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Create Roll-Up Summary Fields Using Salesforce Flow

By Andrew Cook

Roll-up summary fields are great! But it’s important to remember that they are only available out-of-the-box between objects with a Master-Detail relationship. 

Never fear, as in this article, we’ll be learning how to create roll-up fields between objects that have a Lookup relationship using the mighty Flow Builder. This includes a simple use case as well as a quick walkthrough of Flow-friendly roll-up features to help you get started.

What Is a Roll-Up Summary Field?

A roll-up summary field is one that aggregates data from a child object to a parent object that shares a Master-Detail relationship. Roll-up summary fields can use the COUNT, SUM, MIN, and MAX functions. For example, we could use a roll-up summary field to display the total value (amount) from opportunities on a related account.

Even better, roll-up summary fields can have filter criteria, so we could choose to display the total opportunity value from won opportunities on a related account. 

Unfortunately, roll-up summary fields are only available for objects in a Master-Detail relationship, and are not available for those that have a Lookup relationship.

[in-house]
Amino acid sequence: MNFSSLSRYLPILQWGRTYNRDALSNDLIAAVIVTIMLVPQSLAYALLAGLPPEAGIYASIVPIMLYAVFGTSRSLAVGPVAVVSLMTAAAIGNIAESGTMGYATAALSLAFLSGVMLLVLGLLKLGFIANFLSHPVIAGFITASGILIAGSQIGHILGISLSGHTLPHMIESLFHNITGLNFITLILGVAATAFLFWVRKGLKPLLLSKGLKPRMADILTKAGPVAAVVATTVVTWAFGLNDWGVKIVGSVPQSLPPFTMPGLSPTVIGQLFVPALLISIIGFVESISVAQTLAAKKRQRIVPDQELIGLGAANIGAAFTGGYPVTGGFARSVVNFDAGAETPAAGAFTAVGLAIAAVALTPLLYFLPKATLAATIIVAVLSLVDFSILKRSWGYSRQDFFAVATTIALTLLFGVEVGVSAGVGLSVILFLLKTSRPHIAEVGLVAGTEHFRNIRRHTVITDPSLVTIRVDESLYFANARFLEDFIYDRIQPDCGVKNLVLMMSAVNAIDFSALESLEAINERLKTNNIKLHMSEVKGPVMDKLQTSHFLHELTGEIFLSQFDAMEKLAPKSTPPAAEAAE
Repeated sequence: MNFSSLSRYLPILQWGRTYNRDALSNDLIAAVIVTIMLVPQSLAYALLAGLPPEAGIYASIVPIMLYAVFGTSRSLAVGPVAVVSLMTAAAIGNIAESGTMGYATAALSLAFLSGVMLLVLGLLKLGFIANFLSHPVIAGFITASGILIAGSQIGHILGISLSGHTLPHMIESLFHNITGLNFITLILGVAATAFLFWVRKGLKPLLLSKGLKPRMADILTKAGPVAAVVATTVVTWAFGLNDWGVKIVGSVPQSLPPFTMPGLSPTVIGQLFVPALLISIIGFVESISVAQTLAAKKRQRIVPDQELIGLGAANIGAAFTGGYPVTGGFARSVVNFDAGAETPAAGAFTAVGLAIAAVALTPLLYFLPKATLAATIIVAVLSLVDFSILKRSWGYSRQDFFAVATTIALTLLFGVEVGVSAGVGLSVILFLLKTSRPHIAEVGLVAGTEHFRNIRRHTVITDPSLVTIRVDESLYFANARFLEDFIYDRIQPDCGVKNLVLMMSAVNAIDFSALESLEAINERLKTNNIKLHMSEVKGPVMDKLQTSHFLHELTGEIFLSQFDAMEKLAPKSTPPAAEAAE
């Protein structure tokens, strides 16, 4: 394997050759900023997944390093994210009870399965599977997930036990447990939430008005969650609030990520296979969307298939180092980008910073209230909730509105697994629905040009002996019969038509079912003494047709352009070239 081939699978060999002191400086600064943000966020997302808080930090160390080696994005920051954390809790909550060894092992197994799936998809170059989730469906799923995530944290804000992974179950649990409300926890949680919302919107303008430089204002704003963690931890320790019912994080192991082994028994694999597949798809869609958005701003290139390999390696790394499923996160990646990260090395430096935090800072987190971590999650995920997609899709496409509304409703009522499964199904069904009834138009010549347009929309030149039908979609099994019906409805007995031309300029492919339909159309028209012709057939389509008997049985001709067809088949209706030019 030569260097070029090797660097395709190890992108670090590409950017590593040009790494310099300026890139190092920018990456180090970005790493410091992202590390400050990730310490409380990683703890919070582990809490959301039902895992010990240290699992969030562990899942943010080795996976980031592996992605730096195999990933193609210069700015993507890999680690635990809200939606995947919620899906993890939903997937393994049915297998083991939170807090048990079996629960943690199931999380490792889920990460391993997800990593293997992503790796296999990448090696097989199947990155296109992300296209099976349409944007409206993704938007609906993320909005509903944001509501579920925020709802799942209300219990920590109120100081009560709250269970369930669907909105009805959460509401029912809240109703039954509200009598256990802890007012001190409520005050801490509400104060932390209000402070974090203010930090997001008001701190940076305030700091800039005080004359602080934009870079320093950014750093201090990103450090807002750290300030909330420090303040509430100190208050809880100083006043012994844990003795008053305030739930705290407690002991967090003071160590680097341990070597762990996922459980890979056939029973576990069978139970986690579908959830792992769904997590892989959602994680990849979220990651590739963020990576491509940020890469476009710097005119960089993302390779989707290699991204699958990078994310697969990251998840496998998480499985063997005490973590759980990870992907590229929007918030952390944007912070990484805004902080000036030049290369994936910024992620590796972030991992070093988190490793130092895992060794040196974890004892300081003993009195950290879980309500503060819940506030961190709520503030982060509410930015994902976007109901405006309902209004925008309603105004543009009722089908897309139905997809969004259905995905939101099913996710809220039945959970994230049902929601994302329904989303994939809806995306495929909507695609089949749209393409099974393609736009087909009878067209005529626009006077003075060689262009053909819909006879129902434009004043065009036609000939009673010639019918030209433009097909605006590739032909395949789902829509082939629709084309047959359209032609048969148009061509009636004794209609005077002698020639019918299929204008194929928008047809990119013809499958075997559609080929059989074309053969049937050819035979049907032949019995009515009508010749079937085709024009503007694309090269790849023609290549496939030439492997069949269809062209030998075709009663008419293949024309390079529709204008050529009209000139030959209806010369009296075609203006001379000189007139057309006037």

Create Roll-Up Summary Fields with Flow

Historically, admins have turned to external tools to achieve roll-up summary fields between objects that have a Lookup relationship. These tools include Declarative Lookup Rollup Summaries, better known as DLRS (which I absolutely adore!), and Rollup Helper.

READ MORE: How to Create Roll-Up Summary Fields in Salesforce with Rollup Helper

However, it is also possible to achieve this functionality using Flow. Flow can implement many types of roll-up logic: Count, Summary, Min, Max, Average, First, and Last. Logic can range from simple to complicated. Here are a few common examples of aggregation:

  • How many contacts does an account have?
  • How many contacts of a specific role does the opportunity contain?
  • How many team members does an account have?
  • How many records of a custom object are related to an opportunity?

Using a Scheduled Flow

There is a simple reason for using a scheduled flow over a record-triggered flow. That reason is deleted records. Currently, Flow only gives the option of a before-delete trigger on flows. But for a record-triggered flow to work sufficiently, we would need an after-delete trigger to launch the flow.

Because of this, a scheduled flow is the more logical trigger. This means the flow will run at a specified time and interval of your choosing, count all of the records at that time, and then update the roll-up field accordingly. Of all the ways I have tried to do this, a scheduled flow seems to work best (for the time being). 

One thing to bear in mind here is that scheduled flows run with the automated process user. This is useful to know in case you have any additional workflows that are firing based on the last updated user for a record.

Use Case Walkthrough: Assets Related to Accounts